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Outside » Natural World

The Dark Side of Your Morning Cup of Coffee

Coffee and Birds, it's not always a happy marriage

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Not being a coffee drinker anymore, and not being in the bird-researcher loop as many of my friends are, the business of songbird conservation and coffee-growing methods went right over my head. That is, until Doug Baell grabbed my attention.

"Are you going to do the story on coffee and songbirds?" he asked me one day in the local Bi-Mart.

It seems the age-old problem has popped up again—the one involving landowners' efforts to make an income off their holdings while still looking out for the welfare of this-or-that species of wildlife that live on said land.

For me, the greatest collision of land ownership and the welfare of nature is the destruction of the rainforest to create a business to ostensibly help people improve their lives. The destruction of the Amazon rainforest in Brazil, which began in 1941, has, in my opinion, had a major negative impact on the world's climate. Seems some coffee growers are doing the same thing to North American birds who spend their winters in Central and South America.

DOUG BAELL
  • Doug Baell

It comes down to this: coffee farms can provide good habitat for birds—including wintering migrants from North America as well as birds that live year-round in the tropics. Those farms can also destroy or damage bird habitat. It's largely a matter of how the coffee is grown.

Bird conservation groups are now reminding us that many of the songbirds of the U.S., such as warblers, tanagers, orioles and grosbeaks, head south to Central and South America in the winter, where many coffee farms are located. By purchasing "Bird Friendly" coffees, consumers can support healthy bird habitat.

People have been drinking coffee in the U.S. long before there was a U.S. The Dutch introduced coffee to the New World in the 1700s. In those far gone days it was a forest-floor crop grown under a dense overhead forest canopy. The growers were happy with the profit base and the birds were happy with the way the farmers were doing business.

However, things are not that way today. Machines and chemicals are now being used to grow coffee out in bright sunlight, which is said to be generating a greater profit, and in today's world, "profit" drives everything.

Some coffee farms in operation today still use the traditional method of growing coffee in the shade, where artificial fertilizers aren't necessary. Decaying leaf litter recycles nutrients to feed the coffee plants. Pesticides aren't needed either, because more birds are around to eat insect pests, and the volume of coffee grown, and the subsequent profit satisfies the investors and farmers.

Tasters have said shade-grown coffee yields a higher-quality brew that tastes richer. This is partly because forest coffee isn't machine harvested, but picked by hand, allowing trained pickers to choose only the ripe coffee berries/beans. But it's also more expensive to raise and harvest, therefore not being as "profitable."

Sure, modern coffee growing has introduced sun-tolerant varieties of coffee that can be grown in the open and tend to have higher yields than shade-grown coffee. According to agricultural and environmental scientists, this technique is much harder on the environment, resulting in forests being cut down, with pesticides and fertilizers employed to stimulate higher yields—and higher profits.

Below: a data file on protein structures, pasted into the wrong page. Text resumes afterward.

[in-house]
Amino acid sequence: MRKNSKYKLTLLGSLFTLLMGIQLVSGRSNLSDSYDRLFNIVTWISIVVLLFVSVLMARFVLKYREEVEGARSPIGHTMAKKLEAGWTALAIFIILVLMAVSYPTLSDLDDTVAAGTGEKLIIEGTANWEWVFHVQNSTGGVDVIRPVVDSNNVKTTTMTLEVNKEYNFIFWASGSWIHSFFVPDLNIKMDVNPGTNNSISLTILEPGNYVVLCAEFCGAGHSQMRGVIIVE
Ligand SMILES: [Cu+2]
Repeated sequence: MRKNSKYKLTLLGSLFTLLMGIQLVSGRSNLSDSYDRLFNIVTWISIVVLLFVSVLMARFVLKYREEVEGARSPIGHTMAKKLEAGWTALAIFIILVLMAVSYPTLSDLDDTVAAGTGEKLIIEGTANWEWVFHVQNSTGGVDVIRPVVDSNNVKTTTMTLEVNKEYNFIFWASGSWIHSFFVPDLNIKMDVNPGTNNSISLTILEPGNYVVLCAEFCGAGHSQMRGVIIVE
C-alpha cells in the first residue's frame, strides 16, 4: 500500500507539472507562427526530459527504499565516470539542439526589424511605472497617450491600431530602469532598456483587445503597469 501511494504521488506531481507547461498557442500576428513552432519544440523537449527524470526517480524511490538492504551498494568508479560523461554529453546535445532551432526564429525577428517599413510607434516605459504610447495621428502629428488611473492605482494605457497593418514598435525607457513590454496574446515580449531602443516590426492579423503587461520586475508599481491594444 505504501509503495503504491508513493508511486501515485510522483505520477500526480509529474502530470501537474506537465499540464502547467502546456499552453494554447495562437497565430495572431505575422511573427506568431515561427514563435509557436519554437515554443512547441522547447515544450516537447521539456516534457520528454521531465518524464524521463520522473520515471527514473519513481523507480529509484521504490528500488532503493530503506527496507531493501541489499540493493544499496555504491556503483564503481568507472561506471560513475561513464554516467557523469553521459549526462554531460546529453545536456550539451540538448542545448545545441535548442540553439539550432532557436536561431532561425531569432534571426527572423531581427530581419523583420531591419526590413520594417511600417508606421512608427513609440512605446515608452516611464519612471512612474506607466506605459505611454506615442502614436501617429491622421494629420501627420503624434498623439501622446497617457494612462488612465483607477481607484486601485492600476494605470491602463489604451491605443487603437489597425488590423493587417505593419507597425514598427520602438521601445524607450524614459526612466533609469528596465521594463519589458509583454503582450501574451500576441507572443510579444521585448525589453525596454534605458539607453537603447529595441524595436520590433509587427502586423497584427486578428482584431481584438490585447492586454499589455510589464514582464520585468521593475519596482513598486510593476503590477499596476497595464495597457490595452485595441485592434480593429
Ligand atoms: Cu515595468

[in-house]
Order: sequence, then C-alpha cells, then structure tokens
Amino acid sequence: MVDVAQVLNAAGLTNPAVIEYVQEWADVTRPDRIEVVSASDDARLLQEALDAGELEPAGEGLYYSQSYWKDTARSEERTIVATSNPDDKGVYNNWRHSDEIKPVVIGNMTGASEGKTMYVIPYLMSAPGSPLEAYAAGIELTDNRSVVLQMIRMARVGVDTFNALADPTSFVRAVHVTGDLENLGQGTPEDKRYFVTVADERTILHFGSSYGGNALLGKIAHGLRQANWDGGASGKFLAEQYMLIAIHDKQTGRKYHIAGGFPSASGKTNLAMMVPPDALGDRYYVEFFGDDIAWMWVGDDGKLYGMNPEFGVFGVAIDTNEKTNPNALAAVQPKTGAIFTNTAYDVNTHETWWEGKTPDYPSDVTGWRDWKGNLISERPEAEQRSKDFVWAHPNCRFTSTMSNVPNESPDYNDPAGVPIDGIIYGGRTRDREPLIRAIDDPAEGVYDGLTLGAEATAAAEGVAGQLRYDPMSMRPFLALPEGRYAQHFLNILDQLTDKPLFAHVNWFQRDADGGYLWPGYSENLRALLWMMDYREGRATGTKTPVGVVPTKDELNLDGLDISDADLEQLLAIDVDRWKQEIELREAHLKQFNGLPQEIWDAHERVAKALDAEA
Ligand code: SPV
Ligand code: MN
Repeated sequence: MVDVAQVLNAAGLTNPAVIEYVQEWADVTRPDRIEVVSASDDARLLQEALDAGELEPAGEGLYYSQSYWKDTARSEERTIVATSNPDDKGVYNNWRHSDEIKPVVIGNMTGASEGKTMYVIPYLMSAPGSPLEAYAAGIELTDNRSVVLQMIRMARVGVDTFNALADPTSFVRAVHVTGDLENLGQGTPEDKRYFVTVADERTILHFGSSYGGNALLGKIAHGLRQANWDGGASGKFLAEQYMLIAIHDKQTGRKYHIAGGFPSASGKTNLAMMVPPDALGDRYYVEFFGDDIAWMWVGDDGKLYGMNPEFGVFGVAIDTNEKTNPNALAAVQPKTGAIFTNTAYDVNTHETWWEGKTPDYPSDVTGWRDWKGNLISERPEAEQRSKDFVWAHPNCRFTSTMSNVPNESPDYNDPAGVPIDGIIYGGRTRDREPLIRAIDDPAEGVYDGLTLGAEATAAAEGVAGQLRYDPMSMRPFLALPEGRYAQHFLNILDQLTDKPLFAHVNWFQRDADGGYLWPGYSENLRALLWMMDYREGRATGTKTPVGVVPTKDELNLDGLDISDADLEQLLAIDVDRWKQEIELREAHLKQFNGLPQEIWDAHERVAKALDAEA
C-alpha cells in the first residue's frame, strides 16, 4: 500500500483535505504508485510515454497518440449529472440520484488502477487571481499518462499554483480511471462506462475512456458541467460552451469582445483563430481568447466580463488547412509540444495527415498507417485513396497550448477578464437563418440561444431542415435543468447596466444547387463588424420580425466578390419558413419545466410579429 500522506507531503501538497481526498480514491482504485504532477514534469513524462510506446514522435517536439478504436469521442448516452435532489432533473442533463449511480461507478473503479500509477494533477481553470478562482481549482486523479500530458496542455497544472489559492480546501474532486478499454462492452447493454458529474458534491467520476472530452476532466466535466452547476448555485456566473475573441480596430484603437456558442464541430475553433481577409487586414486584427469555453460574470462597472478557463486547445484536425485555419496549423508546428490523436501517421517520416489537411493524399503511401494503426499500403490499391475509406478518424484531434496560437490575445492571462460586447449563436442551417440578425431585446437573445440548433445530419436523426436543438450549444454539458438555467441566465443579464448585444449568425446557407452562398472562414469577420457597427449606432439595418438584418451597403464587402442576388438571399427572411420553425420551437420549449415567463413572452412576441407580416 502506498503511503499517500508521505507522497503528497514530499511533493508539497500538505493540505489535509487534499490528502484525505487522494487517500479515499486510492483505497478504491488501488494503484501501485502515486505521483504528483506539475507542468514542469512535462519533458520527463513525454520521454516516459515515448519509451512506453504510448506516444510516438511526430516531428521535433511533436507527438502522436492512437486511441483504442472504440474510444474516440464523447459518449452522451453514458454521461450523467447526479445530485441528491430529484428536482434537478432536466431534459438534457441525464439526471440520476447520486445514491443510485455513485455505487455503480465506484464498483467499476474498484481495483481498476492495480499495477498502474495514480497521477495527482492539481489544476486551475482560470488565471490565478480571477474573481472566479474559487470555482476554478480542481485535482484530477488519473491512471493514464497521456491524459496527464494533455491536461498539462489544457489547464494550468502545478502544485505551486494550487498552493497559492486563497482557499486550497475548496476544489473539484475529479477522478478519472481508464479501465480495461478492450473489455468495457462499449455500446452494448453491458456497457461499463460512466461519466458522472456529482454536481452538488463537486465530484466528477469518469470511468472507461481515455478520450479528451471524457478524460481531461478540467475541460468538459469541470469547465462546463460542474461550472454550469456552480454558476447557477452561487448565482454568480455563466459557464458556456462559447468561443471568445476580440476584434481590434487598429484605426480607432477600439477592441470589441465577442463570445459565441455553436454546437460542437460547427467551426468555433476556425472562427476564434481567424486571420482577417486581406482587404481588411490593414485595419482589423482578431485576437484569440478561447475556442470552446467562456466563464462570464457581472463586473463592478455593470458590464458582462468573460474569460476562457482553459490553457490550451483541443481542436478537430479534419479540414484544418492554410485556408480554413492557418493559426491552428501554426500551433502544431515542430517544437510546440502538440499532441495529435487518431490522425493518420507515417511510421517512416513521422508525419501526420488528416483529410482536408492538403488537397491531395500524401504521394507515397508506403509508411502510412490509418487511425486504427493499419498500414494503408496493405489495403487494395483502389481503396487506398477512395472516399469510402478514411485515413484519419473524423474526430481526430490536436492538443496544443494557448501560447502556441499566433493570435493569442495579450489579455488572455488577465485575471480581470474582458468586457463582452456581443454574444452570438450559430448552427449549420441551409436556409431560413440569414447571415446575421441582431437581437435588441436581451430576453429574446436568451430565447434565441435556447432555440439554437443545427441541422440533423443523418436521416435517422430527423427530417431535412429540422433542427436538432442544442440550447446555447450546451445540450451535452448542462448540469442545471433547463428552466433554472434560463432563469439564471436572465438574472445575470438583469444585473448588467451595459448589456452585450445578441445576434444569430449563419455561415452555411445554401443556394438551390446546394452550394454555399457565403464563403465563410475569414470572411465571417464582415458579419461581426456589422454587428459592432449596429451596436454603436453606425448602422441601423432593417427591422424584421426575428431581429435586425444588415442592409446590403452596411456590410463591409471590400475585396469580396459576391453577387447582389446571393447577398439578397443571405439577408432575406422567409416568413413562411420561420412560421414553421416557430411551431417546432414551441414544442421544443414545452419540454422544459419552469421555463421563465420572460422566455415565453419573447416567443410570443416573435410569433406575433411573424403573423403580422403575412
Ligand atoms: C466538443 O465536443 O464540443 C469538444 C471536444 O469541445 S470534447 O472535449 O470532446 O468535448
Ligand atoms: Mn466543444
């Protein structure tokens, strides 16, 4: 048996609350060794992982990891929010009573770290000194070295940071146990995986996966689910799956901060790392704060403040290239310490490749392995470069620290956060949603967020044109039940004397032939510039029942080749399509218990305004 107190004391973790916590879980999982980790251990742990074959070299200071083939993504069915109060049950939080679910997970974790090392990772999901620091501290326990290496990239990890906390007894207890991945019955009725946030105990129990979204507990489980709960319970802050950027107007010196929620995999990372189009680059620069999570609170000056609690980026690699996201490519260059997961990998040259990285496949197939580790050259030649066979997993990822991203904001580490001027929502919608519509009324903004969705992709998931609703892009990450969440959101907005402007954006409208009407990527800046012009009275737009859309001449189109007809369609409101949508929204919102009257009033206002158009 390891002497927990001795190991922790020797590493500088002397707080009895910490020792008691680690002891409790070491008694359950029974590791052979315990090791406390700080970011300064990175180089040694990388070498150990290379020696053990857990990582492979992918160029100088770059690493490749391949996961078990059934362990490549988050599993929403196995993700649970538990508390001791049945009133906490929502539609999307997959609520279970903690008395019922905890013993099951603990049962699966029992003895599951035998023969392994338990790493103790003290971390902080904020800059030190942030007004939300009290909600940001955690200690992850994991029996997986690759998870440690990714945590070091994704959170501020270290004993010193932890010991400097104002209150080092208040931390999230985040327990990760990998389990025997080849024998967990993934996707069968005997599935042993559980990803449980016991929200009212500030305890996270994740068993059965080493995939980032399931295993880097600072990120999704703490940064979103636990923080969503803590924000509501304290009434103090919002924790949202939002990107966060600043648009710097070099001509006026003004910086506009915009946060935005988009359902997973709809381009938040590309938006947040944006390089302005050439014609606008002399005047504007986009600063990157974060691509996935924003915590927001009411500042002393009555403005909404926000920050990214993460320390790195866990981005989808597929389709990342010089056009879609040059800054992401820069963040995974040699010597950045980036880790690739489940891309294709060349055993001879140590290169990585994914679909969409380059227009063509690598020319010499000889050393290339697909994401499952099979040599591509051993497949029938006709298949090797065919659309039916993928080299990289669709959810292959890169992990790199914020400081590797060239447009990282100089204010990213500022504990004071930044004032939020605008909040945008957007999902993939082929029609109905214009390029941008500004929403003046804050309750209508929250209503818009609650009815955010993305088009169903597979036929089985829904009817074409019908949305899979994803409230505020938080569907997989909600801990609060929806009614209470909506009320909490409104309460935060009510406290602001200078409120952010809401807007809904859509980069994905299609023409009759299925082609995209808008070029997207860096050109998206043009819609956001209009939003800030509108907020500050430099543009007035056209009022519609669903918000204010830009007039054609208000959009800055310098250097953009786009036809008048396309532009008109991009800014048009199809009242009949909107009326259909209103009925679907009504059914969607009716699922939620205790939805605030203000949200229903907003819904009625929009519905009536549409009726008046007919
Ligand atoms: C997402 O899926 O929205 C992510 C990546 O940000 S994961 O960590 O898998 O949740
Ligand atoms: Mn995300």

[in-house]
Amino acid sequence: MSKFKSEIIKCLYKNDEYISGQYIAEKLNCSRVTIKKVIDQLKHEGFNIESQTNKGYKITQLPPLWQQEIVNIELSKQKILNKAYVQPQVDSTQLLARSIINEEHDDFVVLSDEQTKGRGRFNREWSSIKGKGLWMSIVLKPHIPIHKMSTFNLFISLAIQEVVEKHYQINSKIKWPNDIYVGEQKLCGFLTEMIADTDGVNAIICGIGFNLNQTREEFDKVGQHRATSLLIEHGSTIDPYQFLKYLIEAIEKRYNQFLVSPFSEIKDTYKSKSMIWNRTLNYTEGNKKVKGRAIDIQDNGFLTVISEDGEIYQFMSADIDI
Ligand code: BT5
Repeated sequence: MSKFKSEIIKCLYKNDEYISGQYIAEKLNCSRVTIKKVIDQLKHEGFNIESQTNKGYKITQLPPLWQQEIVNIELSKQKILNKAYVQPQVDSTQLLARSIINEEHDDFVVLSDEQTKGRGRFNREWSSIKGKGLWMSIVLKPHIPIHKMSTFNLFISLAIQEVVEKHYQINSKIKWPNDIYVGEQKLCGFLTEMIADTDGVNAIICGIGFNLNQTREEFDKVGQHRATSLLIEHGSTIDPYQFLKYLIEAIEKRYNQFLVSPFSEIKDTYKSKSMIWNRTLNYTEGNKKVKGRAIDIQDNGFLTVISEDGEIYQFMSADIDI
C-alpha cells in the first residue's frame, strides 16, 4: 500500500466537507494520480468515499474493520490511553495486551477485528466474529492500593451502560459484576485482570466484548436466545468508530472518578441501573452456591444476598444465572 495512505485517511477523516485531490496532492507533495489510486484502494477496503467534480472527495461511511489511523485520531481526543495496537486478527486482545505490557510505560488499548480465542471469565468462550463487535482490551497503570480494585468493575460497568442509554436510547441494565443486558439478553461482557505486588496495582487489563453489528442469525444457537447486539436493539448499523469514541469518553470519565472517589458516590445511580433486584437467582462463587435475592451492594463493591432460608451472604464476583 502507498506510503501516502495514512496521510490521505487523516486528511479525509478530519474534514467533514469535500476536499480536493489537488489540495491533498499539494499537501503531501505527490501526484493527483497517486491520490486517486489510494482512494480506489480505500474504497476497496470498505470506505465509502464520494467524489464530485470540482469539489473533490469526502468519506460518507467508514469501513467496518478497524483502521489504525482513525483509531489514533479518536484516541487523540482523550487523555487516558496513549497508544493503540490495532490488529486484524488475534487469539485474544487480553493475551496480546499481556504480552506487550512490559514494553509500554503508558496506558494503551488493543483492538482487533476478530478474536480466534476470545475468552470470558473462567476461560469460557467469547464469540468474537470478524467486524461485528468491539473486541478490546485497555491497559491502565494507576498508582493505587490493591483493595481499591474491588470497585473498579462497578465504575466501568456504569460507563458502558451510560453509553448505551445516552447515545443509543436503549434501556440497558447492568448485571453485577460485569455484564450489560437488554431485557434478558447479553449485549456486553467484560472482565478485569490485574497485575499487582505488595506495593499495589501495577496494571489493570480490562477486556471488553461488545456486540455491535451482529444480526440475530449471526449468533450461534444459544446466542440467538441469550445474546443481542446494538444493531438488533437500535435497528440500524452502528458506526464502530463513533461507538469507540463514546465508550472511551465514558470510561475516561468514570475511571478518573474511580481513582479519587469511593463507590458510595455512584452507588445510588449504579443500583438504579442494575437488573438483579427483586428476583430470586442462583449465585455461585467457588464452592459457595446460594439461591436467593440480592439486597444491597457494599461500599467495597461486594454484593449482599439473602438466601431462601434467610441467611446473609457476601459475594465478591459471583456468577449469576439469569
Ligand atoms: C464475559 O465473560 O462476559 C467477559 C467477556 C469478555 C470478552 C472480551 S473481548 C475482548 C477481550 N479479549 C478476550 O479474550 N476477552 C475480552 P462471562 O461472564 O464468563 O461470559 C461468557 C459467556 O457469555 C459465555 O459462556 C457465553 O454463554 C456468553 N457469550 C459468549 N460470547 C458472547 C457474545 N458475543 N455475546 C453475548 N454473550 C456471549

In some places, sun-grown coffee has dominated the landscape. In Colombia, about 70 percent of coffee croplands have been converted to sun-grown operations; sad news for birds, especially the migrators.

According to the Cornell Laboratory for Avian Conservation, coffee farms can provide either good or bad habitat for birds, including wintering migrants from North America as well as tropical birds.

Now the ball is in your court. If you, as coffee drinkers, still enjoy the Dutch plantation method of growing organic coffee in a shade-tree environment, which tastes better and is bird friendly—and—said coffee growers are happy with their profit doing so, all's well that ends well.

The next step is to recognize bird-friendly coffee-growing and processing operations. My wife, Sue, has the answer to that one, and keeps after me all the time: "CHECK THE LABEL!"

"Shade-grown" labels often appear on coffee packages, but these words are not regulated and they don't tell you much about the actual growing conditions at the farm. Unfortunately, unless the packaging is accompanied by a third-party certification stamp, such as the Smithsonian's "Bird Friendly" designation, "shade-grown" is often just a marketing buzzword. (Sound familiar?)

As an example, some farms grow shade coffee among sparse, heavily pruned trees or even under banana crops. Unfortunately, these farms often lack diverse forest structure, offer little habitat for songbirds, and require fertilizers and pesticides to keep coffee growing.

Coffee growers looking beyond the profit incentive are now organized, and, if you follow Sue's advice and look at the label, these symbols can and will tell you what's what, and who's who.

Like it or not, both species of these warblers, the Nashville warbler and the Yellow warbler can be negatively impacted by modern coffee growing.


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